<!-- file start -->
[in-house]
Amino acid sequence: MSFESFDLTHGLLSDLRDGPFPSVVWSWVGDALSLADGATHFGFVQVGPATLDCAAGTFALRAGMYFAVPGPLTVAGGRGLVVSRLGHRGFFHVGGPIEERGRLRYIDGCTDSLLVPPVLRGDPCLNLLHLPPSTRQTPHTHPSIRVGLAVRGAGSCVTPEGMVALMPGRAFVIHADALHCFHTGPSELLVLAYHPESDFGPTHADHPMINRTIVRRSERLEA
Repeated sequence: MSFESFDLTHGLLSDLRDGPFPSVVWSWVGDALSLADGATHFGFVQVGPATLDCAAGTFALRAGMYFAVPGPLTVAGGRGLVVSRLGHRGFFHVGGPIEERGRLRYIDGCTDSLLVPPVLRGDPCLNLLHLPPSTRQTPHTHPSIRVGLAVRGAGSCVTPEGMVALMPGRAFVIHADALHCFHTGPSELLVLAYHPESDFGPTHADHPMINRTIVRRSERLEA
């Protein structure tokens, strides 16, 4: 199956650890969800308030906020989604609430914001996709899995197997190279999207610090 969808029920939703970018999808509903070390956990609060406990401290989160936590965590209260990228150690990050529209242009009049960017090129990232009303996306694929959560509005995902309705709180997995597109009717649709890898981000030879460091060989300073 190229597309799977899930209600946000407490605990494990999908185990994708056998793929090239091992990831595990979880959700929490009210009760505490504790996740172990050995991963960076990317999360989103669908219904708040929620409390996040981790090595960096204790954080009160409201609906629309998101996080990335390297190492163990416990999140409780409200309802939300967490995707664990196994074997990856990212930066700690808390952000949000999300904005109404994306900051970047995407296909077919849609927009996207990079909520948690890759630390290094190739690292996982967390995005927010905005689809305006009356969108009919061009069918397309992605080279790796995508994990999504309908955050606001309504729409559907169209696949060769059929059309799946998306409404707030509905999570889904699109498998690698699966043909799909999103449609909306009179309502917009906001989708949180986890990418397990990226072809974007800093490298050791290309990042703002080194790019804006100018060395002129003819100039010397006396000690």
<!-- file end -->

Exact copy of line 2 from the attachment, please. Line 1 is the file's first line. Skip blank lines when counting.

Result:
Amino acid sequence: MSFESFDLTHGLLSDLRDGPFPSVVWSWVGDALSLADGATHFGFVQVGPATLDCAAGTFALRAGMYFAVPGPLTVAGGRGLVVSRLGHRGFFHVGGPIEERGRLRYIDGCTDSLLVPPVLRGDPCLNLLHLPPSTRQTPHTHPSIRVGLAVRGAGSCVTPEGMVALMPGRAFVIHADALHCFHTGPSELLVLAYHPESDFGPTHADHPMINRTIVRRSERLEA